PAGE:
“Get out your phones”: Diversity, moral courage and teaching moments


By now you will have seen the video from the United States Air Force Academy of Lt. General Jay Silveria addressing an all too common event at institutions of higher learning, the scrawling of racist epithets in public places directed towards fellow students or other members of the community. My own institution Pacific Lutheran University in the Pacific Northwest faced this moment in 2000 when homophobic graffiti graced our Administration Building. These are difficult and traumatic ‘teaching moments.”

Lt. Gen. Silveria provided one of those moments and much of what is documented in the video are what we would hope and expect that educators say in these moments: 1) this is not okay; 2) our community rejects these messages and the bigotry and institutional and systematic racism and privilege that generated them and 3) we are stronger for our diversity.  His righteous and appropriate anger was clear, but so was his resolve on behalf of his community.

But there were two points that struck me as different and powerfully important. First, while he rejects the ideas represented by the graffiti as bad ideas, he also exhorts and asks his audience what their better ideas are. This is not just rejection of certain actions and speech but an invitation to and a demand for better. In a society where there is constant and easy criticism of everything on a daily basis (and seemingly by everyone, regardless of knowledge, expertise or experience), it is important to point out that criticism alone is not helpful. We need better ideas.

This reminds me of John Stuart Mill’s arguments about free speech in On Liberty (Chapter 2 for your homework!) where he argues that debate and understanding of all ideas (especially those that are wrong) are necessary to generate correct ideas and to know they are correct, with continual testing and examination.  The act of claiming an idea is true and beyond examination is itself as claim that should be subject to debate and examination and very often a political shortcut to avoid discussing the idea or having difficult questions raised about it. (If an idea is obviously false, it should have no trouble being refuted in the process of rigorous discussion and examination, Mill notes, and such examination is essential to understanding exactly how and why it is false so that it does not become a ‘dead dogma’.)

We need better ideas, not just criticisms of those that are wrong. How do we know they are wrong if we don’t have better ideas to weigh them against? And of course, new, interesting ideas emerge all the time. We should be open to that and always looking for better ways. This is at the heart of many an education process and hopefully, in the political project that we call democracy.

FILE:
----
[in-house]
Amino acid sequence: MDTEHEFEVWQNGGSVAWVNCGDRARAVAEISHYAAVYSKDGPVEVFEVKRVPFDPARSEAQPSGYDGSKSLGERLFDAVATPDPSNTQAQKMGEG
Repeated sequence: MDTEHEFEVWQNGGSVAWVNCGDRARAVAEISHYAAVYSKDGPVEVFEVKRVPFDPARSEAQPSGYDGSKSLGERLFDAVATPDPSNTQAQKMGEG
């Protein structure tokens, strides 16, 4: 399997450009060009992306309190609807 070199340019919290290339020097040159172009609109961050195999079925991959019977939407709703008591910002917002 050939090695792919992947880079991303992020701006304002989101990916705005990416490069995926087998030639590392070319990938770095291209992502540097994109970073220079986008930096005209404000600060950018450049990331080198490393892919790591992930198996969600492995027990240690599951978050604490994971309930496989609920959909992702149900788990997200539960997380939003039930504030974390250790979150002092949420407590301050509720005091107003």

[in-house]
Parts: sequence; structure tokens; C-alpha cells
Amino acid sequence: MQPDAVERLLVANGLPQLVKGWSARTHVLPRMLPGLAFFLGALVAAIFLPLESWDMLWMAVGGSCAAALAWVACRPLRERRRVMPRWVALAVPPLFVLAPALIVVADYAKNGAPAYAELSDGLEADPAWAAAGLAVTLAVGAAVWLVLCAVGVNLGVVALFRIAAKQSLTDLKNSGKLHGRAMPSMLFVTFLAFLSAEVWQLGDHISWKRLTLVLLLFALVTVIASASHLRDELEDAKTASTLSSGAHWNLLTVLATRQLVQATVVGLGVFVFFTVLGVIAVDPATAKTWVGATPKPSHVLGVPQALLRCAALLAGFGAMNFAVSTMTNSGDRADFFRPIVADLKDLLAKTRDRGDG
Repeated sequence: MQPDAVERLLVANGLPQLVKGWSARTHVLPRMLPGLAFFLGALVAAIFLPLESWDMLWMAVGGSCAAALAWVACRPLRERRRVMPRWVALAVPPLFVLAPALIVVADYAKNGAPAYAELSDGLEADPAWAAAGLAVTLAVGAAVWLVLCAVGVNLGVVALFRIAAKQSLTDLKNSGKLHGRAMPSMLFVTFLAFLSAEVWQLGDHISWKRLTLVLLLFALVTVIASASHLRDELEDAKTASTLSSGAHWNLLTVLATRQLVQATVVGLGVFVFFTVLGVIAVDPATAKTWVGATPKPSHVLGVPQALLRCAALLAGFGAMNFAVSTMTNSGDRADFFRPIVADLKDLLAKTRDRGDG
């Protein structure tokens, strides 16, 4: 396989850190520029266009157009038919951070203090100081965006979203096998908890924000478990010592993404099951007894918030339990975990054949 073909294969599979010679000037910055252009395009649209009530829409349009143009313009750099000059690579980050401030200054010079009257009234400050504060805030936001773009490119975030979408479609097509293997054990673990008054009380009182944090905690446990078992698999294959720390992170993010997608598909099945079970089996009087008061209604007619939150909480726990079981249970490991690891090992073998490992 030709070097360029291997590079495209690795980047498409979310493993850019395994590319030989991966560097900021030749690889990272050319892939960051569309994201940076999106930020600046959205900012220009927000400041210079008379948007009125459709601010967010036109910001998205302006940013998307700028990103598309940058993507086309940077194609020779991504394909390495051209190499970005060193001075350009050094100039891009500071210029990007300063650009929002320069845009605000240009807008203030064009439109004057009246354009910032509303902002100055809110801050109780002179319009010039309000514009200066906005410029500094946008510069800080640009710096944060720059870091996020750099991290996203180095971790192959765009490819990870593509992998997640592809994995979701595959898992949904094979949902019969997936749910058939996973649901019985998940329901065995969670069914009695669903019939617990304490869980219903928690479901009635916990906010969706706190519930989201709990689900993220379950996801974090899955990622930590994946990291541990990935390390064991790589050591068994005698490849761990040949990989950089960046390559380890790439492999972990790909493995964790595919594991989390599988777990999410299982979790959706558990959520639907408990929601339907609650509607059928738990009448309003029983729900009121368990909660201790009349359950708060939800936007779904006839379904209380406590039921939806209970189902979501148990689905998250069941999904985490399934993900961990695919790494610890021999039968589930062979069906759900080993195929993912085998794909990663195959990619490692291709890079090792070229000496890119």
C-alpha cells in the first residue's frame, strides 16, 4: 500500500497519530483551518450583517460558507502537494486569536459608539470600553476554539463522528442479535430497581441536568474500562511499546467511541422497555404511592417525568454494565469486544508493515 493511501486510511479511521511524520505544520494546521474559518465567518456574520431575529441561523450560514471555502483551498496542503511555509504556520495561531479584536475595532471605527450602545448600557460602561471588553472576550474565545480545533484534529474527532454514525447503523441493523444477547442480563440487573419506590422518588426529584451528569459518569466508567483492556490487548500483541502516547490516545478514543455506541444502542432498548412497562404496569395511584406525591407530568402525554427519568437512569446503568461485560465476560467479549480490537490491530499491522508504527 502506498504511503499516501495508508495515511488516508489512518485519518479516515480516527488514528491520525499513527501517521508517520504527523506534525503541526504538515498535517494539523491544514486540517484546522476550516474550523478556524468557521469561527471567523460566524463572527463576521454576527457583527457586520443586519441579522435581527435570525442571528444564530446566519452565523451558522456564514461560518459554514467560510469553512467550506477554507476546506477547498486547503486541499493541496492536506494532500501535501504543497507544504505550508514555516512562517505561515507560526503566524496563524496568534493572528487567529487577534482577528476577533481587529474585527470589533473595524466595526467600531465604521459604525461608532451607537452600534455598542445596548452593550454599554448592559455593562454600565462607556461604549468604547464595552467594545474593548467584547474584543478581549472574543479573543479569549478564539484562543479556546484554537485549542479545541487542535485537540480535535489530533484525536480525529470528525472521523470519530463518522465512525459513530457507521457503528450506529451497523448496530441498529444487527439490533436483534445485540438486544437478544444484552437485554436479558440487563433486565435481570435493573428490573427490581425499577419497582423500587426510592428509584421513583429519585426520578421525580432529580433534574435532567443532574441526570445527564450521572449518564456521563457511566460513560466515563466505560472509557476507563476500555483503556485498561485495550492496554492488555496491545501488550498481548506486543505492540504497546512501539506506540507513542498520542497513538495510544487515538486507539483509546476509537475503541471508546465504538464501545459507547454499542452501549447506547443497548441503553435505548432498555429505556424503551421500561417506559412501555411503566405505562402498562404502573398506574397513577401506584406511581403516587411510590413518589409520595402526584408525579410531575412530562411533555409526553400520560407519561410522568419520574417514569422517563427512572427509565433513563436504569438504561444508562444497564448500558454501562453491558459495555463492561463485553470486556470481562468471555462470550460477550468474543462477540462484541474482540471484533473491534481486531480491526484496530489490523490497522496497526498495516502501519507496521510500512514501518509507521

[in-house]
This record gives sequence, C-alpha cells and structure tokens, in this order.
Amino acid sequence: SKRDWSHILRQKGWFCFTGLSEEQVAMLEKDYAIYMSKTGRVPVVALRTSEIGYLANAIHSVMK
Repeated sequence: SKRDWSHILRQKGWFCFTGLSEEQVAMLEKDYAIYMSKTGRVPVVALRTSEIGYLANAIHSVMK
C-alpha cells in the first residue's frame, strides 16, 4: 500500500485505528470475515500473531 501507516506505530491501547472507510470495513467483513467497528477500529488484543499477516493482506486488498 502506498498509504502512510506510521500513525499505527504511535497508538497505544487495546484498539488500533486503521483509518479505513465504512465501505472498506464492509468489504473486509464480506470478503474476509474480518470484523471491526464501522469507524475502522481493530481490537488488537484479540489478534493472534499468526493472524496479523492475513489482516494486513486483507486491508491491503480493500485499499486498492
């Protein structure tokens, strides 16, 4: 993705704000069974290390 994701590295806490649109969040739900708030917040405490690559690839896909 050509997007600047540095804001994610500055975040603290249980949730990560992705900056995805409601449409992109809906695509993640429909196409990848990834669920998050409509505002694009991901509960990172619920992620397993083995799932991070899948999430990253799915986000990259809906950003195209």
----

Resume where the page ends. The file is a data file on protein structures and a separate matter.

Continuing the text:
Second, Lt Gen. Silveria asked the members of the audience to take out their cell phones (a command?) and to record his statement of ‘Get out.’  This is interesting, but even more interesting is the reason why.  He acknowledged the need for corporate and communal moral courage, and that having such a recording to use and appeal to in various situations was a resources and back up. It is not often that we even acknowledge that there is such a thing as communal moral courage, focusing most often on individual moral courage against a group or authorities. However, it IS important, and even more important is the idea that we need support and resources for and education in, this kind of moral courage.

This is clearly a consummate and reflective educator and leader at work. He is not just laying out the standard and the expectations, but equipping, preparing and providing the necessary rehearsal and performance resources so that the members of his community can develop and demonstrate the moral courage to uphold this standard. It does no good to set a standard and then just expect your people to do it, as if by magic or luck. They need practice, resources and support. Those cell phone recordings may be the critical thing in a difficult moment that gives someone a tool they need to be morally courageous – knowing they are not alone in their commitment to the standard.

That is some impressive pedagogical practice, Sir. Well done.


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